To provide a thorough understanding of the mechanisms of and responses to palaeoclimate climate change through geological history, with special emphasis on understanding the processes that shaped the surface of the Earth (past and present), which control the environments we are living in and contribute significantly to our understanding of how life evolved.
Coordinator: Prof. Juergen Thurow
- Module details
Title Palaeoclimatology UG Code GEOL0045 Coordinator Prof. Juergen Thurow Other Contributors Normal Level Term 2 Credit 15 credits Written Exam 55% (unseen two and a half hour written exam) Coursework 30% (four practical assignments) Oral Presentation 15% Pre-Requisites Normally GEOL0006 Surface Processes. Maths & Stats Content and Requirement None Total Number of Hours of Student Work 188 hours Hours of Lectures/Seminars 20 hours Hours of Practicals/Problem Classes 20 hours Hours of Tutorials As needed Days of Fieldwork 0 Other Students give 15 minute oral presentations of their essay topics.
Lectures: Palaeoclimate studies provide direct evidence of how the climate system changes through time, including its responses to unprecedented changes in its control. This course explores the basic climatic responses of Earth’s major systems and subsystems (ice, water, air, vegetation and land), and traces their interactions through time. The range and causes of past natural climatic variability, the past sensitivity of the climate systems to various forcing, variations in climate feedbacks through time, and the responses of ecosystems and human societies to past climate variability will be presented and discussed within major themes, e.g. tectonic-scale change, the sedimentary response, orbital- , deglacial - and millennial-scale changes, historical and future change.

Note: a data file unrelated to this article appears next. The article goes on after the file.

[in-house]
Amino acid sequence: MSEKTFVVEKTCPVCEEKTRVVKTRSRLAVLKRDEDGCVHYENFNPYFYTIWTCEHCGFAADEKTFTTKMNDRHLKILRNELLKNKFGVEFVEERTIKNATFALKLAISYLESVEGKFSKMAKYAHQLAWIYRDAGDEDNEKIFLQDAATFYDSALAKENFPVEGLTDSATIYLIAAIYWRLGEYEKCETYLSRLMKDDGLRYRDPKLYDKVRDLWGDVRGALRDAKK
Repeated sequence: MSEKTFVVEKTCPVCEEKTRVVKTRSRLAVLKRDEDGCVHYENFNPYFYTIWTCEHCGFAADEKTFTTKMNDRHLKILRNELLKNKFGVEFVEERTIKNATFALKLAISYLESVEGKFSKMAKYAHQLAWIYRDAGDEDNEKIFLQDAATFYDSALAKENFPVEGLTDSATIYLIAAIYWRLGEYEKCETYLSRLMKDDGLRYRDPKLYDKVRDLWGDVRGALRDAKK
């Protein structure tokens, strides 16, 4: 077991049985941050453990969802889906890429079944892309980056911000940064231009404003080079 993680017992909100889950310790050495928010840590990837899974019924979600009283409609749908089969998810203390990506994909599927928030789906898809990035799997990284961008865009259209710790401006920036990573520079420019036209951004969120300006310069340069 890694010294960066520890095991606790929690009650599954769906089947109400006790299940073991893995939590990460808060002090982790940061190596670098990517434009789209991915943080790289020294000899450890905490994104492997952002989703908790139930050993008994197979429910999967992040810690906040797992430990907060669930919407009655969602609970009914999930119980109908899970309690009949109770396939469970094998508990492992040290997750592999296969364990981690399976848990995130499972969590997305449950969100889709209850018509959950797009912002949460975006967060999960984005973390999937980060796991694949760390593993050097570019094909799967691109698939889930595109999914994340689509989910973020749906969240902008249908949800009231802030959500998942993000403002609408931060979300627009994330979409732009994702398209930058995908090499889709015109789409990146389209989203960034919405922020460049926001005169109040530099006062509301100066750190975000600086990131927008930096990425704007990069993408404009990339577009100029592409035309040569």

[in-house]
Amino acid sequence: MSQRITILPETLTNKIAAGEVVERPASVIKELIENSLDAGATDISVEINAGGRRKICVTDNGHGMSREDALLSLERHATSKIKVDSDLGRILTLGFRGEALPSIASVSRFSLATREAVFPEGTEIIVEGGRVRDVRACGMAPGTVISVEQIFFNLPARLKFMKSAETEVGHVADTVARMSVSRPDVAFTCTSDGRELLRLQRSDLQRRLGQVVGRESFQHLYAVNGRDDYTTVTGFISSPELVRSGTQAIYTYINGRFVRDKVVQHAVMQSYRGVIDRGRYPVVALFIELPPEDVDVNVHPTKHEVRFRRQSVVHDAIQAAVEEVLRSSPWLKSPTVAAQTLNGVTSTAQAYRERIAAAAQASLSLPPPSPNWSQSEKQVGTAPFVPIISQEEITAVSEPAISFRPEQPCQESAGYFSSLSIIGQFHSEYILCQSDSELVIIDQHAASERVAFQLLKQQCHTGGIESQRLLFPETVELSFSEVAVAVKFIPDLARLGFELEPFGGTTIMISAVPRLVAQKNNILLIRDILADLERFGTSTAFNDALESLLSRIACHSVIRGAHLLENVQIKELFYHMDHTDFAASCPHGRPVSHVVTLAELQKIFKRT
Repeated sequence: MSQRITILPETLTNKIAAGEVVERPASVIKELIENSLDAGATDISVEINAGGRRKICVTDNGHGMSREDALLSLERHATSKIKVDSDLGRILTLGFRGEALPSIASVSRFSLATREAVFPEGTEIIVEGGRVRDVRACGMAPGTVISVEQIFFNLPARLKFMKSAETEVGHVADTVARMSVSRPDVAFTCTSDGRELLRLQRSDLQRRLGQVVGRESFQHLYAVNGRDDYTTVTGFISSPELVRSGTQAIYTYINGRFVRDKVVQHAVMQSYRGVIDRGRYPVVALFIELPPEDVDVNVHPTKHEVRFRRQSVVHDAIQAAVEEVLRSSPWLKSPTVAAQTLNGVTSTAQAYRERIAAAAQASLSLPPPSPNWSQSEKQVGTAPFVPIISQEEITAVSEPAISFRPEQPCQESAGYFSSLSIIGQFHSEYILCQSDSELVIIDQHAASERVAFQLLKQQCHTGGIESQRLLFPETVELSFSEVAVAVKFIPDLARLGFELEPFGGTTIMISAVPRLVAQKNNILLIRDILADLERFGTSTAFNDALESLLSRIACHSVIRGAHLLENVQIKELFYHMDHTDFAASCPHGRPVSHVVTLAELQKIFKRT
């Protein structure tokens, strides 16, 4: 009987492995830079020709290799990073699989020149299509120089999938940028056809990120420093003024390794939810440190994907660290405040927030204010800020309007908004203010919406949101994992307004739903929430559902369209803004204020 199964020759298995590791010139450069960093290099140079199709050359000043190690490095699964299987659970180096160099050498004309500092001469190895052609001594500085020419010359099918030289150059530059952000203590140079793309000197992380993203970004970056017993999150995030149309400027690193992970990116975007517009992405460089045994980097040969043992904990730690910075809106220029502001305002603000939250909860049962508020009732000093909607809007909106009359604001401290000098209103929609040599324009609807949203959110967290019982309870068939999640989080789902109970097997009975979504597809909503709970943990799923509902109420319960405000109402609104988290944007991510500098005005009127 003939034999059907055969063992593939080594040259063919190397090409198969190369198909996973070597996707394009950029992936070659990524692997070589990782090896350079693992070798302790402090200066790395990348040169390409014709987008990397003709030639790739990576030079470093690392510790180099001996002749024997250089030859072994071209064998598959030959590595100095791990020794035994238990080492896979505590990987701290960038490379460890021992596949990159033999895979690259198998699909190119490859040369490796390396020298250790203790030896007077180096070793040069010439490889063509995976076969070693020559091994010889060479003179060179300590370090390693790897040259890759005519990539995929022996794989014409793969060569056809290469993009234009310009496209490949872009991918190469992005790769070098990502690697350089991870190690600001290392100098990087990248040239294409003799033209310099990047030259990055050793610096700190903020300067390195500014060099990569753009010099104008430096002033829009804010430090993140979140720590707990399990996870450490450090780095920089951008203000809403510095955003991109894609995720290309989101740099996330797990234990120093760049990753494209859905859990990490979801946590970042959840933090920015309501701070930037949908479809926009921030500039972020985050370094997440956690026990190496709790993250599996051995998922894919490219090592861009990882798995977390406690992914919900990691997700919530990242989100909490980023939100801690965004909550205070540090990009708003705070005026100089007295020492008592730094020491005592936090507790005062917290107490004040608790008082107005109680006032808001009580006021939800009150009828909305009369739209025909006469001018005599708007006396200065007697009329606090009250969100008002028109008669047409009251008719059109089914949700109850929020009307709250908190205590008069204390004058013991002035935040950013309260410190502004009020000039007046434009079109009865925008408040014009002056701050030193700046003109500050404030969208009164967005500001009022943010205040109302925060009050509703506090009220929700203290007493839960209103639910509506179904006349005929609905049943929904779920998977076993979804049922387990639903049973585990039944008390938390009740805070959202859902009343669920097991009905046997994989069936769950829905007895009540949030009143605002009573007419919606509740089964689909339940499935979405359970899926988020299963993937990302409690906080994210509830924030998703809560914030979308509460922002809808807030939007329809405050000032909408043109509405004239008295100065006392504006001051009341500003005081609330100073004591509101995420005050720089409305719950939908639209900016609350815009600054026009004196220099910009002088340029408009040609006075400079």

Practicals: Analysis of the palaeoclimate record from a sedimentary core from Quidenham Mere, Norfolk, through logging of colour, sediment type, fossil content, smear slides, geochemical analyses and physical properties
Oral presentation: critical examination of a published scientific paper on any topic within Palaeocimatology (examples of papers below - the list will be amended from time to time). 10-15 minutes allowing time for class questions & discussions. You will be asked to assess and rank your classmates' presentations.
Quidenham Mere Report: 3000 words plus sedimentary log, figures, diagrams and references
To provide a thorough understanding of the mechanisms of and responses to Palaeoclimate - climate change through geological history, with special emphasis on understanding the processes which shaped the surface of the Earth (past and present), which control the environments we are living in and which contribute significantly to our understanding of how life evolved.
The students should be able to:
- recognize and understand palaeoclimate - climate signals in the geological record and in recent climate archives;
- know how to critically evaluate and interpret these data;
- know how to assess these data for their impact on Earth’s systems, surface processes, environmental change, evolution of life, and modern society.